Russian belongs to the Indo-European group of languages. Within this group, it belongs to the Slavic subgroup which consists of other European languages such as Ukrainian, Polish, Croatian, Bulgarian, Czech, and Serbian, among others. There are estimated to be close to 260 million speakers of the language all through the world, of which about 150 million are native speakers.
Russian is one of the official languages of many international organisations such as United Nations, World Bank, UNESCO, International Atomic Energy Agency, International Monetary Fund, International Olympic Committee etc. Since 1975, when the Apollo-Soyuz mission was undertaken, Russian has been one of the two official languages aboard the International Space Station.
The Russian alphabet consists of 33 letters and is written in the Cyrillic script. It was created by two Greek missionary brothers in the 9th century who based it on their native language. Over time, there has been significant give-and-take between Russian and English. Words such as sputnik, tsar, intelligentsia, samovar, pogrom, shaman, troika, and mammoth have become part of English and others such as computer, website, blockbuster etc have entered the Russian lexicon from English.. There has been an influx of words in Russian from other languages such as French, German, Persian, Italian, and Arabic too.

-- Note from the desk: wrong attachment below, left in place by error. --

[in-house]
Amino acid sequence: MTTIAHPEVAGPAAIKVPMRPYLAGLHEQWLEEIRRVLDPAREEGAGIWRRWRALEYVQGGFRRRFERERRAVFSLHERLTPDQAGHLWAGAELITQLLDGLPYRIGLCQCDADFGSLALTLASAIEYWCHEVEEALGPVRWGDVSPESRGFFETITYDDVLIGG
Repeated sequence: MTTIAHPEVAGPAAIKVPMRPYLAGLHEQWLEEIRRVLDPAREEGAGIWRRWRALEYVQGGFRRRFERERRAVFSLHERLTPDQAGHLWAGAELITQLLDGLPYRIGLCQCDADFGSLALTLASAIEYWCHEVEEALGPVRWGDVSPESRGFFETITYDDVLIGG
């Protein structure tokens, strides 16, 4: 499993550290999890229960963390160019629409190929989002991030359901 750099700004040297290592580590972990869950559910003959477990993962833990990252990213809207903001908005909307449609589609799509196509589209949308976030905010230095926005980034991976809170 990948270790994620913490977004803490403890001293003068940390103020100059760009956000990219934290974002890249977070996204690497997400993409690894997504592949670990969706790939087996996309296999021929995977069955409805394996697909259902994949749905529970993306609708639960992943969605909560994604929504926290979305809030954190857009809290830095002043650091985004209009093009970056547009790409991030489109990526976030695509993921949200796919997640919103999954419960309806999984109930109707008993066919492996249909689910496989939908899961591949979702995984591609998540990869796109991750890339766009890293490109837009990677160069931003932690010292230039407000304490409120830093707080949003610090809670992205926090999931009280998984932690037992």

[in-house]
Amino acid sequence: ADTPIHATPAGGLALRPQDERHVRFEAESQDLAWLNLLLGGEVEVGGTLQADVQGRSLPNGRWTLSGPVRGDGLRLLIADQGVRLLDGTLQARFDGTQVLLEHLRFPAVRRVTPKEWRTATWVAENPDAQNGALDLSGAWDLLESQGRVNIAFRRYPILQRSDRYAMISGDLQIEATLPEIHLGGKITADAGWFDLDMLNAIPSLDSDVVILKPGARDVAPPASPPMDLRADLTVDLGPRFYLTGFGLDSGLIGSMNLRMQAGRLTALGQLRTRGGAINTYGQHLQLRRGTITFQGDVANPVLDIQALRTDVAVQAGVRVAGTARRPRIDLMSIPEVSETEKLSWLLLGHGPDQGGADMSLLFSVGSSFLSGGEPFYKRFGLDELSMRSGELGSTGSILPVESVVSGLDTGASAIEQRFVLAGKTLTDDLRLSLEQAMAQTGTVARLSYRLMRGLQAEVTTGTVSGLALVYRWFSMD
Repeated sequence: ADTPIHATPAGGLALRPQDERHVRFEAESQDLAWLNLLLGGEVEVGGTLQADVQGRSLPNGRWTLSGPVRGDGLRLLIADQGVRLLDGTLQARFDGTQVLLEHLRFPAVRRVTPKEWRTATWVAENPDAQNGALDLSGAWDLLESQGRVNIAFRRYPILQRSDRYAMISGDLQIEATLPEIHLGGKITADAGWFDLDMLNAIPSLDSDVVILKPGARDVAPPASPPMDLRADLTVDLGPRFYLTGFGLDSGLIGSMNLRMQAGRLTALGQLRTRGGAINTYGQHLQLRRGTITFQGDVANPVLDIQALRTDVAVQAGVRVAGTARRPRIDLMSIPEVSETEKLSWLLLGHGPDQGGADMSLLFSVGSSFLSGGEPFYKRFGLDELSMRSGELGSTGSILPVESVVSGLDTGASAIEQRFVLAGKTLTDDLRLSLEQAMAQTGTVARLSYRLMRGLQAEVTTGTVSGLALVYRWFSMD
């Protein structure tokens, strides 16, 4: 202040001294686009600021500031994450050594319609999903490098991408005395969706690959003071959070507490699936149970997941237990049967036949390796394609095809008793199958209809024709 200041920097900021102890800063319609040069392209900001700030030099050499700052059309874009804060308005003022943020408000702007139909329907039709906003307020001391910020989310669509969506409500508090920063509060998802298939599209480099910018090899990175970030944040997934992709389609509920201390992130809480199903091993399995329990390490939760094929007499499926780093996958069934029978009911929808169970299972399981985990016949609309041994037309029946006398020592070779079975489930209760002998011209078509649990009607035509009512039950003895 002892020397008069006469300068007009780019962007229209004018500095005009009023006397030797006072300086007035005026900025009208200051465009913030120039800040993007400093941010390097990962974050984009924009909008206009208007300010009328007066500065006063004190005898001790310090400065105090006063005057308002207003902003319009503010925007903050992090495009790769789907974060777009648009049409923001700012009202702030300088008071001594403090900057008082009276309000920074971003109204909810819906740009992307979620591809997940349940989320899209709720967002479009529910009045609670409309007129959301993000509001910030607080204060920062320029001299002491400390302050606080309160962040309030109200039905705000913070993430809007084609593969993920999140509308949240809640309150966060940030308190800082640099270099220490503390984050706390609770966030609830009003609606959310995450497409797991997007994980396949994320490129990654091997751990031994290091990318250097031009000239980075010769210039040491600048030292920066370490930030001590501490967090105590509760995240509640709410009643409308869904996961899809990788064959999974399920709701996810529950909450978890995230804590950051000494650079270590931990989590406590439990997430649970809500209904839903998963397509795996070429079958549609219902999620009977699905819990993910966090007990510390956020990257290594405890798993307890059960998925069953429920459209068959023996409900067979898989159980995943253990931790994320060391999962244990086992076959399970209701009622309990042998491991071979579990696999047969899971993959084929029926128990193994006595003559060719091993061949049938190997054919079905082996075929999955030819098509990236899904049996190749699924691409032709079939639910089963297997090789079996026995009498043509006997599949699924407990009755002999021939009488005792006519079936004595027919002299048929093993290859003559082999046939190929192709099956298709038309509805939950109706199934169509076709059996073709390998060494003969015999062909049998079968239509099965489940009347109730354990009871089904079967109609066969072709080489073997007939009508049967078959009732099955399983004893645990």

Early records of writing in Russian appeared in the tenth century in Novgorod. But the language they were written in was Old Slavonic that was generally used by the Russian Orthodox Church. Russian in its present form came into being in the 18th century when it was standardised with the Moscow dialect as the chosen base. In the mid-1700s, the first grammar book appeared and a few years later, the first Russian language dictionary was compiled. The 18th and 19th century are considered the golden age for Russian literature. Classics by renowned authors such as Tolstoy, Gogol, Pushkin, and Dostoyevsky made Russian literature popular all over the world. This language, however, was used in its spoken form mainly by the elite and literate from the upper strata of Russian society in the early 20th century. The others chose to use the local dialects with each other. All this changed by the middle of the century. The Soviet government introduced the compulsory education system which popularised the language and, as a result, now almost everyone in Russia speaks the same language. However, some features from regional dialects still creep in to the main language.